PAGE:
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Dublin: 5 °C Saturday 18 January, 2020

Hogan appoints five-member panel to oversee Seanad referendum

The Referendum Commission will be chaired by Justice Elizabeth Dunne, whenever the Oireachtas passes the referendum bill.

Justice Elizabeth Dunne will chair the Referendum Commission to oversee a ballot on abolishing the Seanad.
Justice Elizabeth Dunne will chair the Referendum Commission to oversee a ballot on abolishing the Seanad.
Image: Graham Hughes/Photocall Ireland

A FIVE-MEMBER PANEL has been appointed to oversee the running of the referendum to abolish the Seanad.

The Referendum Commission for the ballot will be chaired by Justice Elizabeth Dunne of the High Court.

The other members, who are determined by law, are Dáil clerk Kieran Coughlan, Seanad clerk Deirdre Lane, Ombudsman Emily O’Reilly, and the Comptroller and Auditor General, Seamus McCarthy.

The body is responsible for compiling an impartial, independent guide to the referendum and to distribute it to every home.

After the controversy that followed the Government’s separate information booklet for the Children’s Rights referendum – which fell foul of the Supreme Court, which deemed it to be partially biased – the Government is unlikely to pursue its own booklet.

The Commission is also responsible for encouraging the public to vote, and general awareness of the referendum being held.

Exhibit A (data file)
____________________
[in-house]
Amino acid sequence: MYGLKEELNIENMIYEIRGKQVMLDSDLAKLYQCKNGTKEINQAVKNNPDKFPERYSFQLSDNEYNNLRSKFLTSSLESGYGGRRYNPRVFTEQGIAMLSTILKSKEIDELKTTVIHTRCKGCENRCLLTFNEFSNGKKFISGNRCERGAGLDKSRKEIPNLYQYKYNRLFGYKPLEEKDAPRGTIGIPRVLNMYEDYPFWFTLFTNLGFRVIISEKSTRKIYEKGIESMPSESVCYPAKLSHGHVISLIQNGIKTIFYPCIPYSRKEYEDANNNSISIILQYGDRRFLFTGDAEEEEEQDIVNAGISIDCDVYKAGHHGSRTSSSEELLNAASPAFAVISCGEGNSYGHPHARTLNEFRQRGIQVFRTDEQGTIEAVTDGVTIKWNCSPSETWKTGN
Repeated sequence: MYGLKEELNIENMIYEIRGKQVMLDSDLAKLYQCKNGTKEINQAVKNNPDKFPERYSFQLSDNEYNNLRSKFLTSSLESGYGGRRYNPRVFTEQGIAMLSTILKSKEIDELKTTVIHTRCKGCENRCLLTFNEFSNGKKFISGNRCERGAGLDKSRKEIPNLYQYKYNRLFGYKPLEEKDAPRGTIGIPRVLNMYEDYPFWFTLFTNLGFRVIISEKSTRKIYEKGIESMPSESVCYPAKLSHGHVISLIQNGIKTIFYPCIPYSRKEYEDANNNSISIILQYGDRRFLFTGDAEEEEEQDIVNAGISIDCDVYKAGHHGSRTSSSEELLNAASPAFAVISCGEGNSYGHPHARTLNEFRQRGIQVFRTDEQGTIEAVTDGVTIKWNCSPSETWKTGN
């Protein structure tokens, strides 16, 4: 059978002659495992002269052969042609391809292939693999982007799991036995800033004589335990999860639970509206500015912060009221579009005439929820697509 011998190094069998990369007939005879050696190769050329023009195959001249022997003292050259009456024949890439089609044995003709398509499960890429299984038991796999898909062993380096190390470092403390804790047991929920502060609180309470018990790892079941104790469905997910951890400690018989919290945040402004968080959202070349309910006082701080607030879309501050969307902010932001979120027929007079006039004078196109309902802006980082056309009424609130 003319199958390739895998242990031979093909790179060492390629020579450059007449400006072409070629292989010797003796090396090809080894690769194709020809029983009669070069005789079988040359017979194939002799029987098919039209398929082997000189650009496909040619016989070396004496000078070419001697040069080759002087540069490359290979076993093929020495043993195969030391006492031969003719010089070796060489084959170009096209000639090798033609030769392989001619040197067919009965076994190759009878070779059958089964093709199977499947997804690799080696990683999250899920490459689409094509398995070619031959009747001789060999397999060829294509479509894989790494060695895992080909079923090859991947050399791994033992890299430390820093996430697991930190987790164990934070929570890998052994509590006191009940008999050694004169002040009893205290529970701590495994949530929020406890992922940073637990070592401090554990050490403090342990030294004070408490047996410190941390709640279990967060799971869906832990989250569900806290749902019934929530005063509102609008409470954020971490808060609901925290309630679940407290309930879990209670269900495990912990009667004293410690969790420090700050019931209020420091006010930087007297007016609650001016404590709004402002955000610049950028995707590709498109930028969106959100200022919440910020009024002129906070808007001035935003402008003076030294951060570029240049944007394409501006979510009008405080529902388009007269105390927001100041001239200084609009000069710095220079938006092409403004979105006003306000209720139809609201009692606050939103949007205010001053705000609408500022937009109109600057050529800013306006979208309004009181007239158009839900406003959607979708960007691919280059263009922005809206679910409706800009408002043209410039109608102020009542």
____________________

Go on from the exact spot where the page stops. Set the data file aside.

The legislation to trigger the referendum was published in full yesterday, after its contents were revealed by the Taoiseach and Tánaiste on Wednesday.

If the referendum is passed, the Seanad would cease to exist after the next Dáil election – meaning the current Seanad would remain in place, but no new chamber would be elected when the current one is dissolved.

The Government plans to hold the referendum in early October, though this is dependant on the Seanad following the Dáil in passing the appropriate legislation.

The Government’s majority in the Seanad – at 30 to 28 – is far smaller than the margin it enjoys in the Dáil.

If two Fine Gael or Labour senators were to defect and vote against the legislation, or able to change the Seanad agenda so that a vote on the legislation was never called, the referendum could be delayed by 90 days.

Read: Enda tells government parties: You must support Seanad abolition

Explainer: What else will change if we scrap the Seanad?

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Gavan Reilly

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